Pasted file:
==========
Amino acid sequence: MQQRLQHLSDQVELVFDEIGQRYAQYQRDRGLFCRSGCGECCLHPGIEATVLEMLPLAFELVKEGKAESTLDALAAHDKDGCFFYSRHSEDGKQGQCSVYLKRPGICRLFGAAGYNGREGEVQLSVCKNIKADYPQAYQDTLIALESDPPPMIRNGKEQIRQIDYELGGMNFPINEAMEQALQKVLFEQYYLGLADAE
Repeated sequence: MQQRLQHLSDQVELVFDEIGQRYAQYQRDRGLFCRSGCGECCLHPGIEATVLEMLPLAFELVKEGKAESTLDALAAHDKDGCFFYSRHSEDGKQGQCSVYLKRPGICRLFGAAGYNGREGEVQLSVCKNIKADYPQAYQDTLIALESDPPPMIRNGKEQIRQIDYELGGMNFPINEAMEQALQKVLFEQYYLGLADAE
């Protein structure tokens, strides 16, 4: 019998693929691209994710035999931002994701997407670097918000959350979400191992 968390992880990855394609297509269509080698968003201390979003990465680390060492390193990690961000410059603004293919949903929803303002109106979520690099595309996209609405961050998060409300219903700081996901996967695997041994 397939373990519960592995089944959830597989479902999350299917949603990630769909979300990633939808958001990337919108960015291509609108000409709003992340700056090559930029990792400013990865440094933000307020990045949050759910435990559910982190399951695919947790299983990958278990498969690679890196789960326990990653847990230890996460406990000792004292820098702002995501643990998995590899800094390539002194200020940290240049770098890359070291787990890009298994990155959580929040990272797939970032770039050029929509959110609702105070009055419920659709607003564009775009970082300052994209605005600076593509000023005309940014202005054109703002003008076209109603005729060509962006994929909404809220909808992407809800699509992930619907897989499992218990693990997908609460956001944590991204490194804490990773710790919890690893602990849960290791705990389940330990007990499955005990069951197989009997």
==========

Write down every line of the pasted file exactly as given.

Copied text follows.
Amino acid sequence: MQQRLQHLSDQVELVFDEIGQRYAQYQRDRGLFCRSGCGECCLHPGIEATVLEMLPLAFELVKEGKAESTLDALAAHDKDGCFFYSRHSEDGKQGQCSVYLKRPGICRLFGAAGYNGREGEVQLSVCKNIKADYPQAYQDTLIALESDPPPMIRNGKEQIRQIDYELGGMNFPINEAMEQALQKVLFEQYYLGLADAE
Repeated sequence: MQQRLQHLSDQVELVFDEIGQRYAQYQRDRGLFCRSGCGECCLHPGIEATVLEMLPLAFELVKEGKAESTLDALAAHDKDGCFFYSRHSEDGKQGQCSVYLKRPGICRLFGAAGYNGREGEVQLSVCKNIKADYPQAYQDTLIALESDPPPMIRNGKEQIRQIDYELGGMNFPINEAMEQALQKVLFEQYYLGLADAE
């Protein structure tokens, strides 16, 4: 019998693929691209994710035999931002994701997407670097918000959350979400191992 968390992880990855394609297509269509080698968003201390979003990465680390060492390193990690961000410059603004293919949903929803303002109106979520690099595309996209609405961050998060409300219903700081996901996967695997041994 397939373990519960592995089944959830597989479902999350299917949603990630769909979300990633939808958001990337919108960015291509609108000409709003992340700056090559930029990792400013990865440094933000307020990045949050759910435990559910982190399951695919947790299983990958278990498969690679890196789960326990990653847990230890996460406990000792004292820098702002995501643990998995590899800094390539002194200020940290240049770098890359070291787990890009298994990155959580929040990272797939970032770039050029929509959110609702105070009055419920659709607003564009775009970082300052994209605005600076593509000023005309940014202005054109703002003008076209109603005729060509962006994929909404809220909808992407809800699509992930619907897989499992218990693990997908609460956001944590991204490194804490990773710790919890690893602990849960290791705990389940330990007990499955005990069951197989009997």